App shows energy sources, emails preferences to state officials

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PicMyEnergy

Pic My Energy Mix app.

By Colleen Otte

A new web application calculates the sources of energy used by people in Michigan and Colorado and lets them adjust the mix on their screen to reflect their preferences.

PicMyEnergyMix — developed by the Clean Energy Now Coalition, Engage Michigan and Resource Media — is still in the piloting stage, said Marissa Luna, Engage Michigan’s new media specialist. Developers hope to expand the app to more states and utility companies.

“It shows you the types of energy that are being used by your utility to power your home,” said Luna.

In Michigan, DTE and Consumers Energy customers can see what powers their homes — whether it is coal, natural gas or another resource — and the percentages of each.

“Anyone who isn’t a DTE or Consumers customer can use the statewide utility average,” Luna said.

Users can denote how much of each energy source they would like to use. The website adjusts the other percentages proportionately, Luna said. If a person favors only solar and wind power and selects exactly 50 percent of each, everything else lowers to zero.

Meanwhile, the American Council for an Energy-Efficient Economy has found that Michigan is losing ground when it comes to energy waste, dropping from 12 to 14 nationally even after years of improvement, according to the council’s new report.

Just three years ago, the council cited Michigan as the most improved state in the nation when it rose from 34 to 12. According to the Michigan Public Service Commission, families and businesses have saved $4.2 billion under Michigan’s energy efficiency standard, but Michigan’s momentum has stalled as other states continue to make progress with stronger standards.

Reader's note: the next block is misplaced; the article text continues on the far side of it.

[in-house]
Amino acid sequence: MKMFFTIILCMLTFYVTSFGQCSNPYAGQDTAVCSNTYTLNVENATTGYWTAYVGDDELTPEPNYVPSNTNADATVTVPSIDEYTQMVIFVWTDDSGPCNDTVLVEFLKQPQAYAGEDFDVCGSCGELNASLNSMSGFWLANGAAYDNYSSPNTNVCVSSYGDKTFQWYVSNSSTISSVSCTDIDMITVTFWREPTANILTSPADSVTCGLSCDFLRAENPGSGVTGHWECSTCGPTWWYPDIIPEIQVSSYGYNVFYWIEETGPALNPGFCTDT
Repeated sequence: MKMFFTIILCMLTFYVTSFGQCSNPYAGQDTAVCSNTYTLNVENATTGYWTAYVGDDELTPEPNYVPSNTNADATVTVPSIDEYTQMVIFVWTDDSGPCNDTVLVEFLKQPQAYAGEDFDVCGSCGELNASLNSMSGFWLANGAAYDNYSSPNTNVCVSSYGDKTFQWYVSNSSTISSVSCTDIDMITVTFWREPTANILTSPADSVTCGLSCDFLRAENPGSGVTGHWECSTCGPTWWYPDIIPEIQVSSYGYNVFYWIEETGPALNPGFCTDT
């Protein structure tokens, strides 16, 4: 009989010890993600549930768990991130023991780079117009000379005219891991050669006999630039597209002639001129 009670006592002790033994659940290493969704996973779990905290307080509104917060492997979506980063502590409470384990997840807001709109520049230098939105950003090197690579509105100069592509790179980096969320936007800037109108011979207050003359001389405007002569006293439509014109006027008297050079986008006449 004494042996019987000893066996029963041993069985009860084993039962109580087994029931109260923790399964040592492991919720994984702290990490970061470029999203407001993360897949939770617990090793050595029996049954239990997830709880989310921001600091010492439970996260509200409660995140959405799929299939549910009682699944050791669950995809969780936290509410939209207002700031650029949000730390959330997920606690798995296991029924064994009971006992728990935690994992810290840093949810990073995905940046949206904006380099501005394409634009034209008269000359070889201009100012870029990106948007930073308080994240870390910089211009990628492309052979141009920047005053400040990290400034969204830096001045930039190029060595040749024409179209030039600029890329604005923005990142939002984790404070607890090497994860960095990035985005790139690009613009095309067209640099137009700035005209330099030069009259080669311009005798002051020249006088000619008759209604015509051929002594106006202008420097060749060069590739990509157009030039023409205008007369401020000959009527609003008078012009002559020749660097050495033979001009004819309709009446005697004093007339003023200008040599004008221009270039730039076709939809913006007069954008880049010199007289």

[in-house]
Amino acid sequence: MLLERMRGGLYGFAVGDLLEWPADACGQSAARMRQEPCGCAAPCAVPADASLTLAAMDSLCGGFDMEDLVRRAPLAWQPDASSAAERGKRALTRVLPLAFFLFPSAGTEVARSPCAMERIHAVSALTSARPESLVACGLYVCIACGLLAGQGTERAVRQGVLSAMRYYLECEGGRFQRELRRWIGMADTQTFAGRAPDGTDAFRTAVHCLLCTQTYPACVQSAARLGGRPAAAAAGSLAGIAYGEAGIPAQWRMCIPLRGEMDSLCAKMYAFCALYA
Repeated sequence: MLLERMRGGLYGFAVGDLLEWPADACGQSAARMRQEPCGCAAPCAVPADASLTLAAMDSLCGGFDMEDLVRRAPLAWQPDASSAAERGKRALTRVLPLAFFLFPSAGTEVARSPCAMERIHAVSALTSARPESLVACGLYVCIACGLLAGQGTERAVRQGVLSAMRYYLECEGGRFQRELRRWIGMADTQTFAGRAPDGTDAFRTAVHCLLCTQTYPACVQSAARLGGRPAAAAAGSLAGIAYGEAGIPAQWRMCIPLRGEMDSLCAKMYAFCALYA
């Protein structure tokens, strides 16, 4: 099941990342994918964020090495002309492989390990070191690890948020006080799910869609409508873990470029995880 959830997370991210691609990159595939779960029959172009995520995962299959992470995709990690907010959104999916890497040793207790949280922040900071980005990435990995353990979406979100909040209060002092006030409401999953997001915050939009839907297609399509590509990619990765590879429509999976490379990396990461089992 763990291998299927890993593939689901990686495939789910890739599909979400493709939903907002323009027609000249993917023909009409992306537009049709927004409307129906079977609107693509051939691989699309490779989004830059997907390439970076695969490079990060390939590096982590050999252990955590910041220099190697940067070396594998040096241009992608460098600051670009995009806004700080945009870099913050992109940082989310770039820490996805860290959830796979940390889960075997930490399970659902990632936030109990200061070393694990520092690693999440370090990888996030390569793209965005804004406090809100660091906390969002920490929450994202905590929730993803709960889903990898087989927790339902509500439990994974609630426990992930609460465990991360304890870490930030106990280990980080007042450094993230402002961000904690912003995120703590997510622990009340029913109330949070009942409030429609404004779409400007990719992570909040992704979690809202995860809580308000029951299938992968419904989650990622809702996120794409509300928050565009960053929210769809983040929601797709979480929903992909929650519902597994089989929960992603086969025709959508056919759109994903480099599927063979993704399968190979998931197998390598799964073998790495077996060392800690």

PicMyEnergyMix features a switch that people can turn on to convey that energy efficiency is their priority. And they can share their choices on social media.

Michigan users can send an email with side-by-side pictures of their preferences and their utility’s current energy mix to Gov. Rick Snyder and Sen. Mike Nofs, the chair of the state Senate Energy and Technology Committee, Luna said.

Also available is the statewide average preferred energy mix of everyone who has engaged with the app. So far, Luna said, most opt for solar and wind energy.

“We wanted to find a way to give people more of a voice in the energy decisions that are being made by our elected officials,” Luna said.

“[The app] is customized by local advocacy organizations with accurate data about the current energy mix for local utilities as well as information such as upcoming energy-related decisions in their state,” Jeff Cappella, senior program director at Resource Media, said in an email. Resource Media is responsible for the technical development of the web app.

“Many would be startled to find out that so much of our power comes from coal, nuclear and other non-renewable resources,” Anne Woiwode, the conservation director of the Michigan chapter of the Sierra Club, wrote in an email. “With discussion in the Legislature and Lansing overall about the future energy policies for the state, this is a really important time for people to let the decision makers know what kind of energy mix they want for Michigan’s electric power system.”

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